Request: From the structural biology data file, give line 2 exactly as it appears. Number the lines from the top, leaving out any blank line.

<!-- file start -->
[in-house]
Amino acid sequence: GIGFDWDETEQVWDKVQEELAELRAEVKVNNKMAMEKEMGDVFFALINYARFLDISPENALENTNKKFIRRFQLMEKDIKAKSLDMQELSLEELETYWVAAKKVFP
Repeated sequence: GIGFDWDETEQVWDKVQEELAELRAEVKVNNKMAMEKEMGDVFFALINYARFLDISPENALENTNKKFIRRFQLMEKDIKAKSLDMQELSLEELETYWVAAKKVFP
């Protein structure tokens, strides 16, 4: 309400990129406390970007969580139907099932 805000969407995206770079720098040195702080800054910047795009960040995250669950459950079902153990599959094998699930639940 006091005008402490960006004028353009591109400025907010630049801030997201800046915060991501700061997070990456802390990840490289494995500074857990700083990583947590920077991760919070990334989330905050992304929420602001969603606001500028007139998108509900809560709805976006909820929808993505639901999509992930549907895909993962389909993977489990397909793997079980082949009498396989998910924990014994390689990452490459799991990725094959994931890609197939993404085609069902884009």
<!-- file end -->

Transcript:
Amino acid sequence: GIGFDWDETEQVWDKVQEELAELRAEVKVNNKMAMEKEMGDVFFALINYARFLDISPENALENTNKKFIRRFQLMEKDIKAKSLDMQELSLEELETYWVAAKKVFP